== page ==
“Hey, be good. Be good. You know what, be good. Be good!”
For Russell Wilson, one of the top quarterbacks in the NFL, that phrase is so crucial that he repeated it three times while talking to The Huffington Post. Each time with a different emphasis, each time with increasing resound.
The words are easy to say, but harder to heed. So the 27-year-old NFL star, guided by his strong faith and devotion to inner-city communities, decided it was time to prove that he, too, was living by the motto.
That’s where the Good Man Brand came in. With the coolly confident goal of inspiring an entire generation, Russell Wilson is teaming up his Good Man Brand with his Why Not You Foundation to launch something they hope will better lives. Using a business model similar to that of TOMS — a company known for its policy of “buy-one, give-one” — Good Man Brand opens its doors with the promise that for every item sold, it will share its profits with a charity of choice.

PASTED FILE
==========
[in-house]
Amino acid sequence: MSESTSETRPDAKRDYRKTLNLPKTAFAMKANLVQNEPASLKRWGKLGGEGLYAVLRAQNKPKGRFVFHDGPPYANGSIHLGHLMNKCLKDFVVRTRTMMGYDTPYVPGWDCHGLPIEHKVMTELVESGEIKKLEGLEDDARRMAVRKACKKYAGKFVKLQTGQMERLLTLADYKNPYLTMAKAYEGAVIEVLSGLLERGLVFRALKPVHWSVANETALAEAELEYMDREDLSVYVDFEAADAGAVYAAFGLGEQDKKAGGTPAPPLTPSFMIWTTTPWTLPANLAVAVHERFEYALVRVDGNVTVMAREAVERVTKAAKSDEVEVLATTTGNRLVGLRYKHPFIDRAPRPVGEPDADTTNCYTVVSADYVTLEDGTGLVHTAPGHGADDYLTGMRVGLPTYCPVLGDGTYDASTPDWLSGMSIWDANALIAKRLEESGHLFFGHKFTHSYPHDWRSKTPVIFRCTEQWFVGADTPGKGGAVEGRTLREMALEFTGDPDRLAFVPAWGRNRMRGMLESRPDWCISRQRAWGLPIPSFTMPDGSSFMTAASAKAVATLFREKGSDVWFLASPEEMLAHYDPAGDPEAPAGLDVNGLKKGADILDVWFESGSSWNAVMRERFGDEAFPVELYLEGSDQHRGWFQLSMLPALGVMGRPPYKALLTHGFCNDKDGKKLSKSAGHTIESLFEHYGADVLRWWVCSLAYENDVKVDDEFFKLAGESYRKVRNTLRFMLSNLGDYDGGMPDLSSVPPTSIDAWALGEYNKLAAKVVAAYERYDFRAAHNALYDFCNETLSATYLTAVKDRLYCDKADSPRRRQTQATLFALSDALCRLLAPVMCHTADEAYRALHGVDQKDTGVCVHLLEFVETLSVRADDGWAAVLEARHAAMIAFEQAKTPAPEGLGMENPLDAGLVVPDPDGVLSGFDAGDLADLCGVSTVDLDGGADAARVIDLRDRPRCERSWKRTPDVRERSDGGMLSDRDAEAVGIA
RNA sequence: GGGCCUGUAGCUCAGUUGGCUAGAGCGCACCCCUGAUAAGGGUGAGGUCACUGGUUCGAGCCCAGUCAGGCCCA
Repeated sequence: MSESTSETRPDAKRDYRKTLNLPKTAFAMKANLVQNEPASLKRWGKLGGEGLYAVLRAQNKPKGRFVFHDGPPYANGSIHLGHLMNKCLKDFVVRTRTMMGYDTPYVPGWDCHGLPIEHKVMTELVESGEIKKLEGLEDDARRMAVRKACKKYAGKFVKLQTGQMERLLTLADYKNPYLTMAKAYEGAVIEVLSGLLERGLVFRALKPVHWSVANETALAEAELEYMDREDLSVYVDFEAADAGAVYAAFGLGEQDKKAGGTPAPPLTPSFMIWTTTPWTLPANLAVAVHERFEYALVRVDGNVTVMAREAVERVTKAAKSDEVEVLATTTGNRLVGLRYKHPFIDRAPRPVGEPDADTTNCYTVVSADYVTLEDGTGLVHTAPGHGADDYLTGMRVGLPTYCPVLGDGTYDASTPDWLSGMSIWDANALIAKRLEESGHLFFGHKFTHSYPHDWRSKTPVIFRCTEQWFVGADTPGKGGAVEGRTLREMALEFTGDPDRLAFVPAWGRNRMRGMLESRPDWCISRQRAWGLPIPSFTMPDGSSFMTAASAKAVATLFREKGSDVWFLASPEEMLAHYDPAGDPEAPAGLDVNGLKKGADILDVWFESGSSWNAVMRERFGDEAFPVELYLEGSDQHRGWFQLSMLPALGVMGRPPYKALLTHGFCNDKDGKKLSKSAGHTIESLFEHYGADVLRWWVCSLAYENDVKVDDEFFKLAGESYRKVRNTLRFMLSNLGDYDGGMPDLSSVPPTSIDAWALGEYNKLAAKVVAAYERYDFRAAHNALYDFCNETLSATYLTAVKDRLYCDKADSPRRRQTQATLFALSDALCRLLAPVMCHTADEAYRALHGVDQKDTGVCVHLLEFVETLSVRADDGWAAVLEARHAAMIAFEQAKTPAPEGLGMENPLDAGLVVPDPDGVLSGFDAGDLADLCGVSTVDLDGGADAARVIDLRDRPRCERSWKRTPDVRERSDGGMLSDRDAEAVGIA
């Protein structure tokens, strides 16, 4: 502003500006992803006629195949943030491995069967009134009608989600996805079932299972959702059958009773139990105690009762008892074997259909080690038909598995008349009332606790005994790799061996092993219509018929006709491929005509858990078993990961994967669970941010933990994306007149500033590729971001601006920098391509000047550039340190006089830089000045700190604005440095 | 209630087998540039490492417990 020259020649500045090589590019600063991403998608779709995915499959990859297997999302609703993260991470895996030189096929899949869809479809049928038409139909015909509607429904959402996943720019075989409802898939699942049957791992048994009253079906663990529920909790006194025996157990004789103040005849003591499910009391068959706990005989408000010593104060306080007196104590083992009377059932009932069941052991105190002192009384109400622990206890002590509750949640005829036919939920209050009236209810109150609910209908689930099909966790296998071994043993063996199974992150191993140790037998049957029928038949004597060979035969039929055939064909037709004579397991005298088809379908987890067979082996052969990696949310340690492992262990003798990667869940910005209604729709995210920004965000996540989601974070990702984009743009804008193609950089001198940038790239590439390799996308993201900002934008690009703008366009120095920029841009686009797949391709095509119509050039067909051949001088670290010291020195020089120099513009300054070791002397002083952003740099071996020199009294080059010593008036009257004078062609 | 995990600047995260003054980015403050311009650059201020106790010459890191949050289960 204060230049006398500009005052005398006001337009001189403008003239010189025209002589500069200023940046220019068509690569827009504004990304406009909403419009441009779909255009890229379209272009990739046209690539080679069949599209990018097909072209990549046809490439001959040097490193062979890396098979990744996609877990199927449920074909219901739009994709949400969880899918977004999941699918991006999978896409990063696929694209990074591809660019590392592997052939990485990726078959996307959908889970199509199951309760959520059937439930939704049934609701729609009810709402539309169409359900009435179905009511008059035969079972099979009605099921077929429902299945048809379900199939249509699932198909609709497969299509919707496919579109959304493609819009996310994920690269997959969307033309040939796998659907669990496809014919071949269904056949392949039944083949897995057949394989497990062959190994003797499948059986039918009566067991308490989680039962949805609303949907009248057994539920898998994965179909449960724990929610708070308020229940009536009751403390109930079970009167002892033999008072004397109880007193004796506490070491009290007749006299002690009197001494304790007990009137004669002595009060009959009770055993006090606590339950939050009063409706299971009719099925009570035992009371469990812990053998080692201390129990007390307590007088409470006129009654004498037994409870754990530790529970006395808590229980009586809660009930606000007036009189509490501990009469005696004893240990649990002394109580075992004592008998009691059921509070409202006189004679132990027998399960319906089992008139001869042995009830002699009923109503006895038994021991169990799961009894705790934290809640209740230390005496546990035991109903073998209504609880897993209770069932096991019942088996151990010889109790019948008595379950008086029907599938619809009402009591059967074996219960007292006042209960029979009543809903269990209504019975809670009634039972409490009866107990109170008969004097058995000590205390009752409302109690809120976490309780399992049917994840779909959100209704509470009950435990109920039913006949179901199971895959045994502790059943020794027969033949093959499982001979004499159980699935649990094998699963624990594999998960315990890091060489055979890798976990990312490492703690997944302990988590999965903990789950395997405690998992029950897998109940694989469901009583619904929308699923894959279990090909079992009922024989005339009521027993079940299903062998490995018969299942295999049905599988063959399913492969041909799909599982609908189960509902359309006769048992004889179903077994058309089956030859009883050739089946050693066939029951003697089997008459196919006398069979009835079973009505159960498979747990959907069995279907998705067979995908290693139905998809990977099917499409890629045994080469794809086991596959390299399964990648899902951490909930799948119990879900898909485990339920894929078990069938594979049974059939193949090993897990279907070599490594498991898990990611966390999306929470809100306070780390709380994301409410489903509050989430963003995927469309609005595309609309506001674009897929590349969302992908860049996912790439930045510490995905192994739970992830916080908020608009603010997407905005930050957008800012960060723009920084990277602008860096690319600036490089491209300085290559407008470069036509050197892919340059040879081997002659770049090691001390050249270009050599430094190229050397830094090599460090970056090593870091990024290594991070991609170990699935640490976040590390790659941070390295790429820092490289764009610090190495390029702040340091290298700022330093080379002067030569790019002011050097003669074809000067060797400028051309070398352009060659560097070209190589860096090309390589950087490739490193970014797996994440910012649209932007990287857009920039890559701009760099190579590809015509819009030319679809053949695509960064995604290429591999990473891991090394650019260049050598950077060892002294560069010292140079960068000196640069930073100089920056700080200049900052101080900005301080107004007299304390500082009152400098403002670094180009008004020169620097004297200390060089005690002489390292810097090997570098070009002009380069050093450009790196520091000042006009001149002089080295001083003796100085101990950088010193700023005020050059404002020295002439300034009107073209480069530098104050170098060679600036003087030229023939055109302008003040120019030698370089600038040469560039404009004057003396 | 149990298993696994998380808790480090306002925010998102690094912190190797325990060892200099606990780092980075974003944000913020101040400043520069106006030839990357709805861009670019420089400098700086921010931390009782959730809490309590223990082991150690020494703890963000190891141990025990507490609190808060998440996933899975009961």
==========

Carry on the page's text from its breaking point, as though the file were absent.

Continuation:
The “Good Man Brand” is promising that $3 from every purchase will go to charity — and he’s committing now to assisting inner-city education, a cause personally selected by Wilson and his team for the tangible, immediate impact it can have on inner-city children all over the nation.
As Wilson sees it, this is the blueprint for how he and the foundation can begin to “make a major difference in the world.” And as Wilson sees it, the beauty of the brand is that it enables its customers, along with the company, to make a difference.
That is, it gives the gift of giving right back to those getting the goods, as they suddenly have the power to make waves in the community, to “be good” to the kids around them, simply by ringing up a sweater at the register.
“We’re trying to change the way and the attitude of a culture,” Wilson told HuffPost on Sunday. “Ultimately, this brand is going to help change people’s lives.”
“We’re trying to inspire people, give back and make a culture change,” he added.
Through one brand giving back, every customer gives back — it’s the business model incarnation of a slogan that’s been in our collective subconscious for decades: all for one and one for all.
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SOURCE: The Huffington Post – Juliet Spies-Gans